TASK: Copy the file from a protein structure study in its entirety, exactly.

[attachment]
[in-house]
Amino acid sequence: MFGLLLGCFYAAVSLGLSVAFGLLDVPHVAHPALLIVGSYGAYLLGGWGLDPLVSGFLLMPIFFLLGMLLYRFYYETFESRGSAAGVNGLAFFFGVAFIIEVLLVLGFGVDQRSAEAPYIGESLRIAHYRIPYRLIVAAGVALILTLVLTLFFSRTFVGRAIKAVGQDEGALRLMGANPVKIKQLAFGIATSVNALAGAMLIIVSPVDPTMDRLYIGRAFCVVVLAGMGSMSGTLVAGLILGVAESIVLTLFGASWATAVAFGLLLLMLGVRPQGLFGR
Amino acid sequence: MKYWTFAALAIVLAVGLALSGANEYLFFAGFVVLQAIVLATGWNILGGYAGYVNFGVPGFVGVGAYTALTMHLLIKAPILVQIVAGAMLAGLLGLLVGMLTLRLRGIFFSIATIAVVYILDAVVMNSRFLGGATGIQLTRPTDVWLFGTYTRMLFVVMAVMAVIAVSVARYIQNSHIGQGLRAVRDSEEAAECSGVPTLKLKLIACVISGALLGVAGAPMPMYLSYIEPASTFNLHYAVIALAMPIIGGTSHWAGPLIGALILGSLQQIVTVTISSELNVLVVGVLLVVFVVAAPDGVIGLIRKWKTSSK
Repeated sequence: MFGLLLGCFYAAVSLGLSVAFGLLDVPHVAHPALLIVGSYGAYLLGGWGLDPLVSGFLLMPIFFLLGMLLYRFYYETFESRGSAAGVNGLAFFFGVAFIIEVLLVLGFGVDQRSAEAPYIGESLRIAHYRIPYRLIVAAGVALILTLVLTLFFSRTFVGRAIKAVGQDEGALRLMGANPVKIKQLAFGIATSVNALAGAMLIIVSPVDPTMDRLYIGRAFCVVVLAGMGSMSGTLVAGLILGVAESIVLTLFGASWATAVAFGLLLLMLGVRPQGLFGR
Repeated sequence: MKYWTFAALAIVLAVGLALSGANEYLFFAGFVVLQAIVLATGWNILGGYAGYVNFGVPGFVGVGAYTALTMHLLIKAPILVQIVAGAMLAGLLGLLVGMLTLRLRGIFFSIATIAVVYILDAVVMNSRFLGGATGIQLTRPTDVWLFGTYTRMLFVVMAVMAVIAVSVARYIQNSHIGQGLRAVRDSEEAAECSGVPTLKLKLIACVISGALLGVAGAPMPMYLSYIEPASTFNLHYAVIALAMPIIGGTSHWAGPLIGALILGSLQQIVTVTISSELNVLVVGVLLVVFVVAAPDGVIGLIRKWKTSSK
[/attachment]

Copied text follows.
[in-house]
Amino acid sequence: MFGLLLGCFYAAVSLGLSVAFGLLDVPHVAHPALLIVGSYGAYLLGGWGLDPLVSGFLLMPIFFLLGMLLYRFYYETFESRGSAAGVNGLAFFFGVAFIIEVLLVLGFGVDQRSAEAPYIGESLRIAHYRIPYRLIVAAGVALILTLVLTLFFSRTFVGRAIKAVGQDEGALRLMGANPVKIKQLAFGIATSVNALAGAMLIIVSPVDPTMDRLYIGRAFCVVVLAGMGSMSGTLVAGLILGVAESIVLTLFGASWATAVAFGLLLLMLGVRPQGLFGR
Amino acid sequence: MKYWTFAALAIVLAVGLALSGANEYLFFAGFVVLQAIVLATGWNILGGYAGYVNFGVPGFVGVGAYTALTMHLLIKAPILVQIVAGAMLAGLLGLLVGMLTLRLRGIFFSIATIAVVYILDAVVMNSRFLGGATGIQLTRPTDVWLFGTYTRMLFVVMAVMAVIAVSVARYIQNSHIGQGLRAVRDSEEAAECSGVPTLKLKLIACVISGALLGVAGAPMPMYLSYIEPASTFNLHYAVIALAMPIIGGTSHWAGPLIGALILGSLQQIVTVTISSELNVLVVGVLLVVFVVAAPDGVIGLIRKWKTSSK
Repeated sequence: MFGLLLGCFYAAVSLGLSVAFGLLDVPHVAHPALLIVGSYGAYLLGGWGLDPLVSGFLLMPIFFLLGMLLYRFYYETFESRGSAAGVNGLAFFFGVAFIIEVLLVLGFGVDQRSAEAPYIGESLRIAHYRIPYRLIVAAGVALILTLVLTLFFSRTFVGRAIKAVGQDEGALRLMGANPVKIKQLAFGIATSVNALAGAMLIIVSPVDPTMDRLYIGRAFCVVVLAGMGSMSGTLVAGLILGVAESIVLTLFGASWATAVAFGLLLLMLGVRPQGLFGR
Repeated sequence: MKYWTFAALAIVLAVGLALSGANEYLFFAGFVVLQAIVLATGWNILGGYAGYVNFGVPGFVGVGAYTALTMHLLIKAPILVQIVAGAMLAGLLGLLVGMLTLRLRGIFFSIATIAVVYILDAVVMNSRFLGGATGIQLTRPTDVWLFGTYTRMLFVVMAVMAVIAVSVARYIQNSHIGQGLRAVRDSEEAAECSGVPTLKLKLIACVISGALLGVAGAPMPMYLSYIEPASTFNLHYAVIALAMPIIGGTSHWAGPLIGALILGSLQQIVTVTISSELNVLVVGVLLVVFVVAAPDGVIGLIRKWKTSSK